Bog, marsh, swamp, fen.
Often these words are used interchangeably, but in reality, each is its own type of wetland, which is a word used to refer to water-saturated landscapes. (Watch: What is a wetland?)
A marsh is a wetland that is continually full of water. If you have been to the Florida Everglades, then you have been to a marsh. These areas have soft-stemmed vegetation growing out of the water, because these specific types of plants thrive in soil that is completely saturated with water.
A swamp is a type of wetland filled with woody plants. The soil is saturated during the growing season and has standing water other times of the year.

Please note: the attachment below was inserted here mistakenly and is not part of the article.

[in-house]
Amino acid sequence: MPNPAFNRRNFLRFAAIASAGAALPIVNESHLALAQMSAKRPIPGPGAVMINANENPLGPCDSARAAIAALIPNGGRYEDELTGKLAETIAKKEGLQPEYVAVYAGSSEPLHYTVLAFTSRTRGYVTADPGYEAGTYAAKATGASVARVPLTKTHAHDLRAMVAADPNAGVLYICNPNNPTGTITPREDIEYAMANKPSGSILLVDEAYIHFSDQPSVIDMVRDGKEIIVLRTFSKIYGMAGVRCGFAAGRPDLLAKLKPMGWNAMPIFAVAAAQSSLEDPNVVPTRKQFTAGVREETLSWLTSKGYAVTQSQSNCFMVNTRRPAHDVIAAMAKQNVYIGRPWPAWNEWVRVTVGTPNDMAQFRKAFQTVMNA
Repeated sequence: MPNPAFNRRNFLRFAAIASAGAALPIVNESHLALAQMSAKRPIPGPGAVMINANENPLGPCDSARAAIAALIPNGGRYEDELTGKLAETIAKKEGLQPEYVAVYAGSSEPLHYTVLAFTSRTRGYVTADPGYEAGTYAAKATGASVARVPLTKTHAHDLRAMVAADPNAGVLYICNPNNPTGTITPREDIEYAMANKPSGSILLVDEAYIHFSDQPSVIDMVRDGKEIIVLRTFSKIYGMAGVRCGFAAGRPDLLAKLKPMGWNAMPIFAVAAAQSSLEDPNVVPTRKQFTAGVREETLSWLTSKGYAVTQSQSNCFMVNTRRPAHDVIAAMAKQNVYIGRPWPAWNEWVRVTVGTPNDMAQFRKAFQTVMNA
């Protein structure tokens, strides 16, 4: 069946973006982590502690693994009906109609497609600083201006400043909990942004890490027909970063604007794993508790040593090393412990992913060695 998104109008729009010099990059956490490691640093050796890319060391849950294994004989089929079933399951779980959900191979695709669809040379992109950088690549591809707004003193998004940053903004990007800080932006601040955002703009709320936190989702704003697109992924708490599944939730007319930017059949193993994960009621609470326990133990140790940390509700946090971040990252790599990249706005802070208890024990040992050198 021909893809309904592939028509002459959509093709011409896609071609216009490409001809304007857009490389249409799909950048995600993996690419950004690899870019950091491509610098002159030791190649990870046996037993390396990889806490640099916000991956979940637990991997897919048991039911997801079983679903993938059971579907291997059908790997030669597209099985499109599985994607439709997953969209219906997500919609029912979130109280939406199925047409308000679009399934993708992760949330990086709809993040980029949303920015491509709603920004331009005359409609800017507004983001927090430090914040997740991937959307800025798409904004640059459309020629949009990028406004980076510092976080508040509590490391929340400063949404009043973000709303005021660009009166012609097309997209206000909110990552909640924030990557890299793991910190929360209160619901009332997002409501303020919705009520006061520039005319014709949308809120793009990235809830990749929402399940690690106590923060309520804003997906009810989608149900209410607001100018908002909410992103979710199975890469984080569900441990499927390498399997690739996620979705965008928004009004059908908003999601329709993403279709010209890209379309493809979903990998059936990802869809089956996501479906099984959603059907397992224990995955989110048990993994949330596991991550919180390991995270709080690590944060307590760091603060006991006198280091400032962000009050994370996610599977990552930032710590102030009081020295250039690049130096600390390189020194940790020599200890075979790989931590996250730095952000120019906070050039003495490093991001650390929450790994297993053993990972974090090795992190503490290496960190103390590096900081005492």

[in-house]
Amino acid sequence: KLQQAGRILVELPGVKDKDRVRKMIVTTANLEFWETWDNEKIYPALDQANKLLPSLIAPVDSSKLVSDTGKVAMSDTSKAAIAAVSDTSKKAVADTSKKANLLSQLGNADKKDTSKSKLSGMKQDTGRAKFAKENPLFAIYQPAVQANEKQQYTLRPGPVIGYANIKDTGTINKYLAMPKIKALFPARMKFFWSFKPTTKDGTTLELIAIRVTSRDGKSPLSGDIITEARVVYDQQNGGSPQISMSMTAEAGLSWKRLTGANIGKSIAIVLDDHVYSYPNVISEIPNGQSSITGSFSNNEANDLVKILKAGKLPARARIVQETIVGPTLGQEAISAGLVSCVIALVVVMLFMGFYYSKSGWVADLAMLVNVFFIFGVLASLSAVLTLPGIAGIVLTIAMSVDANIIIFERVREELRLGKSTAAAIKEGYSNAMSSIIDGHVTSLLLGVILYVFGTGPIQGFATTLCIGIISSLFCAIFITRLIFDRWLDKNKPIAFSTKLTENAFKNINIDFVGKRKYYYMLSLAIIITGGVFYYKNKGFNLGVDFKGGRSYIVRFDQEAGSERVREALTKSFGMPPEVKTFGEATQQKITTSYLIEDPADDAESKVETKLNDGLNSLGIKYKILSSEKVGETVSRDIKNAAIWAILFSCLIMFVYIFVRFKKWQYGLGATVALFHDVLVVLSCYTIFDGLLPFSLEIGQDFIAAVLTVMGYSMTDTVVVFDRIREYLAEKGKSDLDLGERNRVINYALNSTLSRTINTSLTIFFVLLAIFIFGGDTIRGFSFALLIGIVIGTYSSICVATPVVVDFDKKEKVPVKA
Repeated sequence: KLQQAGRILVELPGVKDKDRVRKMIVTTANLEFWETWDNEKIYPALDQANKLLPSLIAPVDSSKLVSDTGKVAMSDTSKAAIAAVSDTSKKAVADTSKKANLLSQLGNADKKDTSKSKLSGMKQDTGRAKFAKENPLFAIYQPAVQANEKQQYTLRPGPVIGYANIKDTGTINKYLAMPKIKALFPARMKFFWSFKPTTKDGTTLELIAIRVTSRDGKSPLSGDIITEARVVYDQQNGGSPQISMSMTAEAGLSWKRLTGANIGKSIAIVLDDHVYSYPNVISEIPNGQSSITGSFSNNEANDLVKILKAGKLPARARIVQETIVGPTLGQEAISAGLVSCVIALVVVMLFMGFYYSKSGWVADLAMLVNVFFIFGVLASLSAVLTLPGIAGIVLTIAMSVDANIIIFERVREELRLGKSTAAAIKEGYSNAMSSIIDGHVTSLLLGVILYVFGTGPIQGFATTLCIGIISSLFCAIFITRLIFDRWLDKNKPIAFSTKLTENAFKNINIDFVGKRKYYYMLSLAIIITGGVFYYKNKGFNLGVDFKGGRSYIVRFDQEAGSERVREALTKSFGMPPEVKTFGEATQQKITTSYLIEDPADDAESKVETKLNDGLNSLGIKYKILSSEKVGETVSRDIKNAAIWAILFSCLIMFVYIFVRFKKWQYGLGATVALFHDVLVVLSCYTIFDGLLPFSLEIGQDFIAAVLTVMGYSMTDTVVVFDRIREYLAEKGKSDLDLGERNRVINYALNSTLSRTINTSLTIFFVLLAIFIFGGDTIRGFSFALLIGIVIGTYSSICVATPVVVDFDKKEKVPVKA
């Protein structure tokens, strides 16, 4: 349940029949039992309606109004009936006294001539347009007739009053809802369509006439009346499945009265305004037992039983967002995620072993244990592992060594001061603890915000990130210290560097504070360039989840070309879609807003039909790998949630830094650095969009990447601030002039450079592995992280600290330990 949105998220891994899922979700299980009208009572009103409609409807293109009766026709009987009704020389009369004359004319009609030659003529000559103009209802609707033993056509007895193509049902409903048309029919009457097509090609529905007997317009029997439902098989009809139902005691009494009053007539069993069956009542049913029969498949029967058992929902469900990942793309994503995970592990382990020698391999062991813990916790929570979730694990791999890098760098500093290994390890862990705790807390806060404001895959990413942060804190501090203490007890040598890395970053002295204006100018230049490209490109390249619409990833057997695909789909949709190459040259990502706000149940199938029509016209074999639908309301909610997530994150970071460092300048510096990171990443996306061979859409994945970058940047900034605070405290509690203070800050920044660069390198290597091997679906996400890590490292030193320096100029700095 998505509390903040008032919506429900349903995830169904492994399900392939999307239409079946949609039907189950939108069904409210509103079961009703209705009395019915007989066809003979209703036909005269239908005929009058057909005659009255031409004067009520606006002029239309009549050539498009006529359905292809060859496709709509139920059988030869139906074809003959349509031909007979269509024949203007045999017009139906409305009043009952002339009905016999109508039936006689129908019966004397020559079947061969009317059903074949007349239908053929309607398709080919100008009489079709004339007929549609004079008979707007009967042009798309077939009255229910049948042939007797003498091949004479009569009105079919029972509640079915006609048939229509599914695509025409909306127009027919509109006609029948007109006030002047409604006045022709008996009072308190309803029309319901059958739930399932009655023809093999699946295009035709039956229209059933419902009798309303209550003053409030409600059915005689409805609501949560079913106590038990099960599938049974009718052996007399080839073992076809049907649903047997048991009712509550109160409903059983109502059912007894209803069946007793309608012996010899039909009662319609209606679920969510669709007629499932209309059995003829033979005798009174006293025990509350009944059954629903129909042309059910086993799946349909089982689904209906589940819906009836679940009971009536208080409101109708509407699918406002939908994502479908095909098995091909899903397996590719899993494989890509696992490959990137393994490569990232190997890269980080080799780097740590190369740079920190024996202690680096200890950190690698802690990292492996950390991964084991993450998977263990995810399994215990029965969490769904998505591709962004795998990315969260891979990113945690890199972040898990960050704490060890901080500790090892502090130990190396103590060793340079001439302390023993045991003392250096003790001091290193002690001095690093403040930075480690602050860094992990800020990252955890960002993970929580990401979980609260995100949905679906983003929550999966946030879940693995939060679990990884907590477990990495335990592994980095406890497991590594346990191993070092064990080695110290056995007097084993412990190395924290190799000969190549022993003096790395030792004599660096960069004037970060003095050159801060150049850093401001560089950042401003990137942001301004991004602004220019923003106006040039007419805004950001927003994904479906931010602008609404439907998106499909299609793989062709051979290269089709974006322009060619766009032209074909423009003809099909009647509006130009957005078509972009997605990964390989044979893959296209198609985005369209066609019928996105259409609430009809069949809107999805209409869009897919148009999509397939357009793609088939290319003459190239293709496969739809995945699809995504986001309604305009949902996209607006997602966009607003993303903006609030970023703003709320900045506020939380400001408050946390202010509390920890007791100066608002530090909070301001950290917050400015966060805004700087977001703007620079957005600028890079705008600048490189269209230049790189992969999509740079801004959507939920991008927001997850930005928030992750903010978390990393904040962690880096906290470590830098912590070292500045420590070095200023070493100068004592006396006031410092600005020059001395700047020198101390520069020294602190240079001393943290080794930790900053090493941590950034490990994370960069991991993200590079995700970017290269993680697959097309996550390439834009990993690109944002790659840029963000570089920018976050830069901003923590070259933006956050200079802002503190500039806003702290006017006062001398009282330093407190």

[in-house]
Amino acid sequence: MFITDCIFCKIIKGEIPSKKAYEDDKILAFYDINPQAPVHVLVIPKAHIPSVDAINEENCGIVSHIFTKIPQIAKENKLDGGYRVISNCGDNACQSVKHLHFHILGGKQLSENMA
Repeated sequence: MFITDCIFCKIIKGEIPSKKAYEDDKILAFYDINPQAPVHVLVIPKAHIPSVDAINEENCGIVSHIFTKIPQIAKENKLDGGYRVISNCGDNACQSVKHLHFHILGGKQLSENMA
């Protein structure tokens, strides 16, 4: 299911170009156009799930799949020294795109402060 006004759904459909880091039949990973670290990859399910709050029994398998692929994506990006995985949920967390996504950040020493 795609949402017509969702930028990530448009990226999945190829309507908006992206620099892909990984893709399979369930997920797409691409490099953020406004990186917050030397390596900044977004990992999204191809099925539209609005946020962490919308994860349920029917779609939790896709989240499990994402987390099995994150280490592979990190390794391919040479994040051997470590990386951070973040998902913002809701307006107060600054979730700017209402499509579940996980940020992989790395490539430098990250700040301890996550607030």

Bogs have spongy, peat-moss deposits. They have very acidic water, which is not good for plant growth, and they receive most of their water from precipitation — rain, sleet or snow — rather than from runoff from the landscape, groundwater or streams emptying into the bog.
Fens are peatlands and are fed by groundwater, which makes them less acidic than bogs and more nutrient-rich. They are home to sedges, grasses and rushes, because these plants love constantly saturated soil but not a flooded habitat. Over time, the peat in the fen builds up, and they feel almost bouncy when you walk on them.